Jacqueline is a very lively character who is very talkative and enthusiastic about her work. She’s been playing piano so long, she can’t remember when she started. She played for President Bill Clinton when he was in ofﬁce and had great stories to tell about her performances.
I can’t remember when I started playing the piano; it just seems like I have always played. I always loved to play the piano and loved to watch my grandmother play. Music is my passion and I have been around it a lot. My parents didn’t have a lot of money but they believed in education, so they sent me to have music lessons. I took lessons with a teacher who taught me ear training. She taught me how listen to a song and write down the notes. I can understand chords, rhythms, and theory and she helped me compose. She inspired me to become a concert pianist.
After I went to college, I managed a music camp. I worked there hiring staff. When I was younger, I used to think that the piano world was split into three categories: rock stars, music teachers, and classical pianists, who I felt I could never compete with. As I grew older, I gradually started to see that there was a place for me in the world of piano. The music industry is based on luck. I was in a folk music group and we made a CD. A famous documentarian, Ken Burns, bought the CD. He said he liked the way I played the piano, and that he wanted me to play on his documentary about the Civil War. I was so proud, and the recording I was on won a Grammy.
After that, the musicians from the documentary and I were asked to play at the White House for President Clinton when he was still in ofﬁce. We were all so nervous and really, really revved up. We waited in the lounge with the U.S. Army Band, but they played in the White House every night so they weren’t nervous or revved up at all — in fact, they were bored and playing cards! Another proud moment I had was when I was on the Late Show with David Letterman. I was accompanying a singer, and we had to do a real tearjerker of a song. I ﬁnd that my style of music is storytelling.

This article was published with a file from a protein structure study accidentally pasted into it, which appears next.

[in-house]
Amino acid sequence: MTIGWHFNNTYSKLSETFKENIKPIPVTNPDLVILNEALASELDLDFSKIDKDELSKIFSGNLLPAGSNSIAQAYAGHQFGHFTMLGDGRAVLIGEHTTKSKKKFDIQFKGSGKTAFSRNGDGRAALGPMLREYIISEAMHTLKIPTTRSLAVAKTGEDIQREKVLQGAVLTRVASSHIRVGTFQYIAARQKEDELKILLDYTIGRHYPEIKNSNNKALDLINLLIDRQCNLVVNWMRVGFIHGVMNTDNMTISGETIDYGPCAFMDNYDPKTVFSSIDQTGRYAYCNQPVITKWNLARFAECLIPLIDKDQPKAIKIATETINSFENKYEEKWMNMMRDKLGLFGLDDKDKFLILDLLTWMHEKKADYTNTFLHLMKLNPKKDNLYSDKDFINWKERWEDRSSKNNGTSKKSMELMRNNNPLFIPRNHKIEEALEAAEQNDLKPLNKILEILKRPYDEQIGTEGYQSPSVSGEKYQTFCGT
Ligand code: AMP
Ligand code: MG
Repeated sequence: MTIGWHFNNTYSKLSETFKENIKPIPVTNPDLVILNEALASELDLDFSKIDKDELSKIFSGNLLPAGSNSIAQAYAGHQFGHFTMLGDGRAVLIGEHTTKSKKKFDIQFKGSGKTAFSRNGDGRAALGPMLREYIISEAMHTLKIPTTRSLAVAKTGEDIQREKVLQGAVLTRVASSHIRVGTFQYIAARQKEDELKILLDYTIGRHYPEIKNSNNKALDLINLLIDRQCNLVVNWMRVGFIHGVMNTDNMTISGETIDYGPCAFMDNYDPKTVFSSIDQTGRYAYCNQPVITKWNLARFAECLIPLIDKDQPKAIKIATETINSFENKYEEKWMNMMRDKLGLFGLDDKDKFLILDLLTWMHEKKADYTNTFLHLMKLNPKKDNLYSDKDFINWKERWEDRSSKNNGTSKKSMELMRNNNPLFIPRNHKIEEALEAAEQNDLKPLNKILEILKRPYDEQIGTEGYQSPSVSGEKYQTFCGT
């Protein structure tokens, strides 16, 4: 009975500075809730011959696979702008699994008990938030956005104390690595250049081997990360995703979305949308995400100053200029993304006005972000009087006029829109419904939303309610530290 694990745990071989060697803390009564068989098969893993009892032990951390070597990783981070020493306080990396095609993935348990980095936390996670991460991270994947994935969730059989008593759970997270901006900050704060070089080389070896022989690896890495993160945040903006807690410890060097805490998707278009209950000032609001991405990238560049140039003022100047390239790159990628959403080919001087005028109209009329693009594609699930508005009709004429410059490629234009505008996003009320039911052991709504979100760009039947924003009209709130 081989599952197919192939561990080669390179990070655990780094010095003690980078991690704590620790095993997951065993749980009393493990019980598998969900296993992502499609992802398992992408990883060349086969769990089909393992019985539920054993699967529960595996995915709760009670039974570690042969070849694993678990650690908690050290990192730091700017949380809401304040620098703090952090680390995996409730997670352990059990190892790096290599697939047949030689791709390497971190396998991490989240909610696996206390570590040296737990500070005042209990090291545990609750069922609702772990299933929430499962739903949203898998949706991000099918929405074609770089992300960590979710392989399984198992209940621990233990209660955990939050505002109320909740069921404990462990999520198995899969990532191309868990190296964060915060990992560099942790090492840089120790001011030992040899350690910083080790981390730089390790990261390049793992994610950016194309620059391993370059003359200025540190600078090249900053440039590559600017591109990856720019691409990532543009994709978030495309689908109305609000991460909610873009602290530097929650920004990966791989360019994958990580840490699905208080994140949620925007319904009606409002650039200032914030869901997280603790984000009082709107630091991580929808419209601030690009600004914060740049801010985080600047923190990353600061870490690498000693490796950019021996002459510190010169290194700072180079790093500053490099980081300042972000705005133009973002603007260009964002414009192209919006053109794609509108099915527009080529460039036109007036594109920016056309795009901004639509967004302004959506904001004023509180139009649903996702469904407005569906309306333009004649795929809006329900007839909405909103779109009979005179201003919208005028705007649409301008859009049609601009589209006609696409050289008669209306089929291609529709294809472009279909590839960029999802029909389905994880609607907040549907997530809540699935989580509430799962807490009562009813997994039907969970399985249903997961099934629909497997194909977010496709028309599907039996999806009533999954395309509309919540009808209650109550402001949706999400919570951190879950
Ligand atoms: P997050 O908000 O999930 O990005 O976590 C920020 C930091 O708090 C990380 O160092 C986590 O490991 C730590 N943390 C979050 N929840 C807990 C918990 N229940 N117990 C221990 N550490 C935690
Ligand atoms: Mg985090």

I don’t think I’m everybody’s image of a concert pianist. I’m not crazy, and I don’t practice for eight hours a day. When I play a song, I like to be able to tell a story. I also like to play folk music, Celtic music, and the blues. I like a lot of weird stuff, like Afro-Belgian music, Greek folk music, and Bulgarian folk music. I don’t think I have ever played a concert where I haven’t messed up. When I play, I follow two philosophies and sayings. The ﬁrst one is a Japanese philosophy that says, “You should mess up at least once in every work of art.” And the other is sort of like a mantra, and it goes, “Nothing’s happened yet, something’s about to happen.”
What this means to me is that you shouldn’t dwell on the past and everything else that has happened to you, but you should think about what’s going to happen and how to make things better. This is my next goal in life: to just keep going. It’s hard because I’m my own agent, so I have to book my own concerts. I try to keep the sayings in mind because so many people say no when you try to book a concert. You ask somebody and they say no, and you ask somebody else and they say no, no, no, no, no, no. And ﬁnally, you get someone who says yes. You have to try not to take a no too personally, and just get on with your life. When I play at a concert, I get really scared that someone is judging me, but if I feel like the audience is there because they want to hear me, that really makes me feel good.
Ever since I started playing the piano I’ve loved it. I decided that if I do choose music as a career, I could be a concert pianist, so I decided to learn more about the job. People always expect concert pianists to be somewhat eccentric, to practice for eight hours a day, and to be kind of anti-social. However, Jacqueline is very social and does not practice a lot.
Something that really impressed me about Jacqueline was that she’s her own agent. It must be really hard, to be a musician, a wife, and an agent. You have to book all your concerts, send out your ﬂiers, and publicize yourself. Some of the highlights from this interview were all the great stories she told me about her career, like when she played for a president.
One of my hopes for when I grow up is that I will be able to apply the things I learned from Jacqueline and pursue my passion for music. Although I do not want to pursue music as a career, I still would like to do it as a hobby. One of the things I can apply in everyday life that I learned from Jacqueline is to never let life get you down and to just shake off the things people say and do.
From Mayor Menino to a race car driver, these profiles and interviews written by middle school students at the Mission Hill School explore students' career aspirations. Each interview features a wood-cut illustration of the subject.View In Store Read more from this book »